Jack Rasmus is the author of the forthcoming book, ‘Systemic Fragility in the Global Economy’, by Clarity Press, September 2015, and the subsequent book later this year, ‘Europe’s Greek Tragedy’, also by Clarity Press. His blog is jackrasmus.com and website, http://www.kyklosproductions.com.

by Dr. Jack Rasmus, copyright 2015

China’s two main stock markets, the Shanghai and the Shenzhen Exchanges, plunged more than 30% in recent weeks from their previous record highs of June 12. The Shanghai dropped 30%, and the tech-stock heavy Shenzhen by 37%. That’s the steepest stock decline in China since 1992.

The markets briefly stabilized on July 9. But the question remains, will they continue their free fall again, as they had after several previous brief stabilization efforts since June 12? And what does it mean for China if they do? Or for the global economy in turn, given that China’s economy is at least as large as the USA’s and, by some measures, now larger? If the collapse resumes, does it signal the start of another global financial crisis?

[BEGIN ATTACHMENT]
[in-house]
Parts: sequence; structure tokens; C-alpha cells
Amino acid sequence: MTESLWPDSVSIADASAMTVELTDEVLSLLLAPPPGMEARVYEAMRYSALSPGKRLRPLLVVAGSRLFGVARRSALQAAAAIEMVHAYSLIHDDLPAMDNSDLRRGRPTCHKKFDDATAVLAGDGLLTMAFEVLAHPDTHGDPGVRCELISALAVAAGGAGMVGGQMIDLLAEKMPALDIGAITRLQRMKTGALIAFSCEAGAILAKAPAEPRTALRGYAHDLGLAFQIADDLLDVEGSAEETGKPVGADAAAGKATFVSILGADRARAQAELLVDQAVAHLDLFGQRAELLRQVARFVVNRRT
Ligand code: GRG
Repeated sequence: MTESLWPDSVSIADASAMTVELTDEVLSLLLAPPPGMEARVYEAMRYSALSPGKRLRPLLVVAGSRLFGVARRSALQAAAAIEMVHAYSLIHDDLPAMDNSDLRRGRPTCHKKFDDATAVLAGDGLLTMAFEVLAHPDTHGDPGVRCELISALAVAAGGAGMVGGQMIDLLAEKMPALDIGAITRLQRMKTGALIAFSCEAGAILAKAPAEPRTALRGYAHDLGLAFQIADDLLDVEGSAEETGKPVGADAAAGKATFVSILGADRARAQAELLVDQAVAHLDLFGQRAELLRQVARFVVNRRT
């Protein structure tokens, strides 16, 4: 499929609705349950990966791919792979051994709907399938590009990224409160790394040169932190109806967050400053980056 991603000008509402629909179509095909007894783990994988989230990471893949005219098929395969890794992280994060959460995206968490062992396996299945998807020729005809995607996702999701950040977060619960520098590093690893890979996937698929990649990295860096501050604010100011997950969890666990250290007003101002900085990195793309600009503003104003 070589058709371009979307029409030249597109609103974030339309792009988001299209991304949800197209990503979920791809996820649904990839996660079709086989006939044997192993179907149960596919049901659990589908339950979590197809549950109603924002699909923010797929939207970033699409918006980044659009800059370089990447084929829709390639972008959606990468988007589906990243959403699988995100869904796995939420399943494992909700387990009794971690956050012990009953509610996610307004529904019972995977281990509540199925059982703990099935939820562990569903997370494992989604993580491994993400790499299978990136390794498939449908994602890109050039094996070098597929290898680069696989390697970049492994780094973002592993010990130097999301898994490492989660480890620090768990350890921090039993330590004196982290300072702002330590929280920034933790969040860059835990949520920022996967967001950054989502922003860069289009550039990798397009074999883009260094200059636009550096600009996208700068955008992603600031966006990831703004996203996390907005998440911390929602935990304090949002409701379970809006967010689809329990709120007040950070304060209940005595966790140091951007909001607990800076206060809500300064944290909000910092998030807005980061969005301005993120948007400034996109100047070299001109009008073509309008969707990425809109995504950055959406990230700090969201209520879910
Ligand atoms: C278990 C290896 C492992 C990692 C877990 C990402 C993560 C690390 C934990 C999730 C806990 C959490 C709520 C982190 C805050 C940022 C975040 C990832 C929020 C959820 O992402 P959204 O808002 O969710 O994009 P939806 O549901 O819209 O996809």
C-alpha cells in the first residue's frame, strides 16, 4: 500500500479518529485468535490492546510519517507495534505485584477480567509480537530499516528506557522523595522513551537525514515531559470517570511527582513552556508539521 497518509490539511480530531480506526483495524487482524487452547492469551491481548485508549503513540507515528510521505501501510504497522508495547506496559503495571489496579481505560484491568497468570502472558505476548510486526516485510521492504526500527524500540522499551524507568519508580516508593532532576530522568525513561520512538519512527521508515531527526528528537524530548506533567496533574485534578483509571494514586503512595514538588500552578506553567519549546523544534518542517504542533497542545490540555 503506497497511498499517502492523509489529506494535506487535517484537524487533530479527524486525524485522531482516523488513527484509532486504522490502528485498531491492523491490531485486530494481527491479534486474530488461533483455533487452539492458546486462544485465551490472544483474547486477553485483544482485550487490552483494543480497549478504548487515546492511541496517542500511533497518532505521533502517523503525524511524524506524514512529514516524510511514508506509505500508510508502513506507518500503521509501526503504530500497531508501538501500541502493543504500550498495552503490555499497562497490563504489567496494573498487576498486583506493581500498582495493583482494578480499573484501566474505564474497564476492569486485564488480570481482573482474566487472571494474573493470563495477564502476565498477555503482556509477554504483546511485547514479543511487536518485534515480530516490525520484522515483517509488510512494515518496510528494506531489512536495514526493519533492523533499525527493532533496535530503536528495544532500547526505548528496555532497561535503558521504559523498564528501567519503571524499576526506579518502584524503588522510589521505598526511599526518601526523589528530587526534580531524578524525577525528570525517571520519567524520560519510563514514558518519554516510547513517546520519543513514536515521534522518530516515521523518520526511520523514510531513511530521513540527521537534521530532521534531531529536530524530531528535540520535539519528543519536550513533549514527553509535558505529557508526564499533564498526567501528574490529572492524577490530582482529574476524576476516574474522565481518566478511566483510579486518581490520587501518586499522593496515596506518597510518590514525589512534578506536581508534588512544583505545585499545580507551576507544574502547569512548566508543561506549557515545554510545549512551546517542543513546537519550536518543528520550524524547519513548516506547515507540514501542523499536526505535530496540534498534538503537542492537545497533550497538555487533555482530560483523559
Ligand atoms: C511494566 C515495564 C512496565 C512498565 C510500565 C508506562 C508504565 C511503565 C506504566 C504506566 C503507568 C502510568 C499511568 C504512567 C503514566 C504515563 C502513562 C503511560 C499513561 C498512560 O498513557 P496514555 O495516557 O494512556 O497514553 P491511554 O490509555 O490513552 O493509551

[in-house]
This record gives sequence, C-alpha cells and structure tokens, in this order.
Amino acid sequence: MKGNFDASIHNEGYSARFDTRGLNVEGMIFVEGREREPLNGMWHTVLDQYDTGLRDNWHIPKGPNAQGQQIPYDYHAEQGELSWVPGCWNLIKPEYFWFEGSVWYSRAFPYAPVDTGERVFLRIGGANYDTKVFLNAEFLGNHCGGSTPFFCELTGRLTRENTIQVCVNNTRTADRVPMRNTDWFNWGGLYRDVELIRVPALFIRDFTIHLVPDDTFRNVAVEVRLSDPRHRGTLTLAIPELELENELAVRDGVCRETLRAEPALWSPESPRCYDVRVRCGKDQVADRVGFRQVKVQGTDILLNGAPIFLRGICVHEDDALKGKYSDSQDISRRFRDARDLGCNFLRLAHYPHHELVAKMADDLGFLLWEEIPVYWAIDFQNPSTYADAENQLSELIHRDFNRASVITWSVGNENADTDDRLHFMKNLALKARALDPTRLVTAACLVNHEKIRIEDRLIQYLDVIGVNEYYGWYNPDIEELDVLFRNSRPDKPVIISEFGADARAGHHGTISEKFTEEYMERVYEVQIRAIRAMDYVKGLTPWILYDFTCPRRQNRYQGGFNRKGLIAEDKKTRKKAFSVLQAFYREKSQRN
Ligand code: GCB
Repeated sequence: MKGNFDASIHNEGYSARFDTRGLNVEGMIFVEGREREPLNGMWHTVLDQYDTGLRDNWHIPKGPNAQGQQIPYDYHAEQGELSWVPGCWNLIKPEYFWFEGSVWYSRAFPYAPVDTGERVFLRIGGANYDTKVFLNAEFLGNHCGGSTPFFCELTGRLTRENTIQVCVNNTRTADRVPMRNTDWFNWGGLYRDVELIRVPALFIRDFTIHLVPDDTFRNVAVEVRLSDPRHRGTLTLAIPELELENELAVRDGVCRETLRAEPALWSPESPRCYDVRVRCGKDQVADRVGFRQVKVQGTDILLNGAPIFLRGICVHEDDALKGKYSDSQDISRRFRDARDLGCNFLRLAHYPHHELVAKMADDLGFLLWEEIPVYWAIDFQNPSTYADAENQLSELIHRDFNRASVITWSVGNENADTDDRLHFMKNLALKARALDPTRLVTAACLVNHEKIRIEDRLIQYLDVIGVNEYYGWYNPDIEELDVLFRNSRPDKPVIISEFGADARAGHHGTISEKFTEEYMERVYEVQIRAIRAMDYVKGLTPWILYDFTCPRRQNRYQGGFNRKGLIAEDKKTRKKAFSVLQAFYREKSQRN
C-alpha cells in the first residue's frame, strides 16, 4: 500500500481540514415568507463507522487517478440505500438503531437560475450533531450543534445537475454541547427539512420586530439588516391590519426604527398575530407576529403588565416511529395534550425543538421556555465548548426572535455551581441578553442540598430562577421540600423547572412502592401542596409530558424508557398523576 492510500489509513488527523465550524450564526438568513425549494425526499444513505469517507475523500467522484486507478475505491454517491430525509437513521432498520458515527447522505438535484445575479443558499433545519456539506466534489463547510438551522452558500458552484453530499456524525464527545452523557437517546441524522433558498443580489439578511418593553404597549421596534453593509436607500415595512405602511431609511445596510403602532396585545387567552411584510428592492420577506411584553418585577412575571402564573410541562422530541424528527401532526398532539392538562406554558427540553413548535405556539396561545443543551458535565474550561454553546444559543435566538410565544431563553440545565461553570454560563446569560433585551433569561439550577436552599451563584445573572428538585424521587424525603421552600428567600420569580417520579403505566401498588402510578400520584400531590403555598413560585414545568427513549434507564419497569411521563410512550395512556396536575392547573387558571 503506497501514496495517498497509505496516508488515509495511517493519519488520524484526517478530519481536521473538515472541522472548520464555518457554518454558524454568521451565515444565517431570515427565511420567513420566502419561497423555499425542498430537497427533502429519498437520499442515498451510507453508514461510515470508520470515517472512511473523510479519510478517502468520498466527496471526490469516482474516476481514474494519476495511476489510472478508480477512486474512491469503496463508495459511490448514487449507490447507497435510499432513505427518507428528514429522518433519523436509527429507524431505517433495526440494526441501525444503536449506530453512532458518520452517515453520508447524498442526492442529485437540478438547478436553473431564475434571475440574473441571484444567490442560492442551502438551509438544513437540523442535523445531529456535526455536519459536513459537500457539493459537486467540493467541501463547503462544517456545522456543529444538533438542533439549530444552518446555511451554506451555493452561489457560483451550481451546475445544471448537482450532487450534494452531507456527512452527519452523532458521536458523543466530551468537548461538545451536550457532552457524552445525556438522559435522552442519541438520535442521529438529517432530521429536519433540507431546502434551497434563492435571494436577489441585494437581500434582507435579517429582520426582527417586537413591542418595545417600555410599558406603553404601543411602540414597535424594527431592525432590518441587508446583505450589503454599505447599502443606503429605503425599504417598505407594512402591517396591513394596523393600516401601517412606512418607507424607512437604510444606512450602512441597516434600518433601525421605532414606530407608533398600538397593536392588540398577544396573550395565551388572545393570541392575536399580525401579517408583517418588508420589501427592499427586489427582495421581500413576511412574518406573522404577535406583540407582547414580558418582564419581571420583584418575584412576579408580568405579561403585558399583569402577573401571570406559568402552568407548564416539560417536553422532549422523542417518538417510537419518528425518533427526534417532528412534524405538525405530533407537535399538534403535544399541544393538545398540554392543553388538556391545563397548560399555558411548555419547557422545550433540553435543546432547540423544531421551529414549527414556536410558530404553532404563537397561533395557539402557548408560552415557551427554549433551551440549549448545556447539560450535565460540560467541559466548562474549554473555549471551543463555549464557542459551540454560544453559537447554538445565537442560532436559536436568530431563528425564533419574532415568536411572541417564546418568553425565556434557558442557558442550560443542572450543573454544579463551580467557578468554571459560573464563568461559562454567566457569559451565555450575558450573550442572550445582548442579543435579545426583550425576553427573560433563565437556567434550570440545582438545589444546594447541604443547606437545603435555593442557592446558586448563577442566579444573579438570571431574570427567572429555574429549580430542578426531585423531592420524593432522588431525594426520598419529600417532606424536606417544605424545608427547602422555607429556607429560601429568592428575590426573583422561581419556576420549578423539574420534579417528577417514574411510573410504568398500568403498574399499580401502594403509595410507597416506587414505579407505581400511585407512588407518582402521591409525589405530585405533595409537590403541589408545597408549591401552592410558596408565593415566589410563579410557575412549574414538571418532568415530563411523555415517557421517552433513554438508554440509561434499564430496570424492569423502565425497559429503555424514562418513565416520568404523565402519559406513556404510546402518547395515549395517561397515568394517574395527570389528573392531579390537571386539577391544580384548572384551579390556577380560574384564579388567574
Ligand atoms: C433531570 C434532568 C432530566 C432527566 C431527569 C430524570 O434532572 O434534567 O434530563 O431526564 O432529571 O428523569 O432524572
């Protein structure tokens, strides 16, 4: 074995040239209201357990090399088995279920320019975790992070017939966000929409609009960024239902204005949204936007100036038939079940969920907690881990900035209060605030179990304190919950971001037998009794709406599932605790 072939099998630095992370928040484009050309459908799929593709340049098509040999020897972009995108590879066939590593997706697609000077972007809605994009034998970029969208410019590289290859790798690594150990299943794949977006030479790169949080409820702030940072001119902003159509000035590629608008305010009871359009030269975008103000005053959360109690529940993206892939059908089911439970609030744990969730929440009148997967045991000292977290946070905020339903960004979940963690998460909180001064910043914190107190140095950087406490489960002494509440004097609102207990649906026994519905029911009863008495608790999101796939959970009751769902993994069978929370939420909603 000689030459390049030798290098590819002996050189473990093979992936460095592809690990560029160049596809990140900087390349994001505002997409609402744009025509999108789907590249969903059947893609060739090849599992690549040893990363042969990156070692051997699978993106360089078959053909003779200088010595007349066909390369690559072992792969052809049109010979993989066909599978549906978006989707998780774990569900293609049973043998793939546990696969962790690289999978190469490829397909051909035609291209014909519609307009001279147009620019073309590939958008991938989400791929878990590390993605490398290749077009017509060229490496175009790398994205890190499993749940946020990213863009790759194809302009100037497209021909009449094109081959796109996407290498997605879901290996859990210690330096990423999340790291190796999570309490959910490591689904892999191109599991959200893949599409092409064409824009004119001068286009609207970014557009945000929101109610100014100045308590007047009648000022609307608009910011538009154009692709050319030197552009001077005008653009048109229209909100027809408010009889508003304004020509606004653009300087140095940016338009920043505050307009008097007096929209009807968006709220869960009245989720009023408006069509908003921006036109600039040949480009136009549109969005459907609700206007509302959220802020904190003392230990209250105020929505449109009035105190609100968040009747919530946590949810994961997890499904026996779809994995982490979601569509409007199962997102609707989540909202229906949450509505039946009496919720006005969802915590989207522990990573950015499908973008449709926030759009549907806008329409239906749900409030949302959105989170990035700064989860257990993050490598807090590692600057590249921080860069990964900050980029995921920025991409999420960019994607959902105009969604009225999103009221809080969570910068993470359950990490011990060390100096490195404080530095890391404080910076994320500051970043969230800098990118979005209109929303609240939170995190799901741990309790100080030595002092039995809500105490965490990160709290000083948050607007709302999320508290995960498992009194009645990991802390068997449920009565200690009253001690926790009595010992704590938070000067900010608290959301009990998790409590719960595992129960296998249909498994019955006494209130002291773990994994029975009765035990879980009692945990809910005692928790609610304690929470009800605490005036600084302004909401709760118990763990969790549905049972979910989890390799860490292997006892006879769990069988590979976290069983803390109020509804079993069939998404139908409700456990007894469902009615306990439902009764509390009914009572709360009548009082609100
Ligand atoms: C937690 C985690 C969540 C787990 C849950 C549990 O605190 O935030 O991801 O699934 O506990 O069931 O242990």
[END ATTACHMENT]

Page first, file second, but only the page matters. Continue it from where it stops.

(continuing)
If the China stock market rout continues, it may likely spillover to China’s real economy and slow it still more than it has already. The contagion could spread to other financial markets in China—housing, local government debt, bonds and loans for industrial companies, all of which have recently continued to struggle with excess debt, speculation, and bubbles. The loss of $4 trillion in wealth so far will undoubtedly have an effect on consumer spending that China’s new economic reforms program is counting so heavily on to lead economic growth in the near term. The collapse of stock prices will discourage private sector investment as well.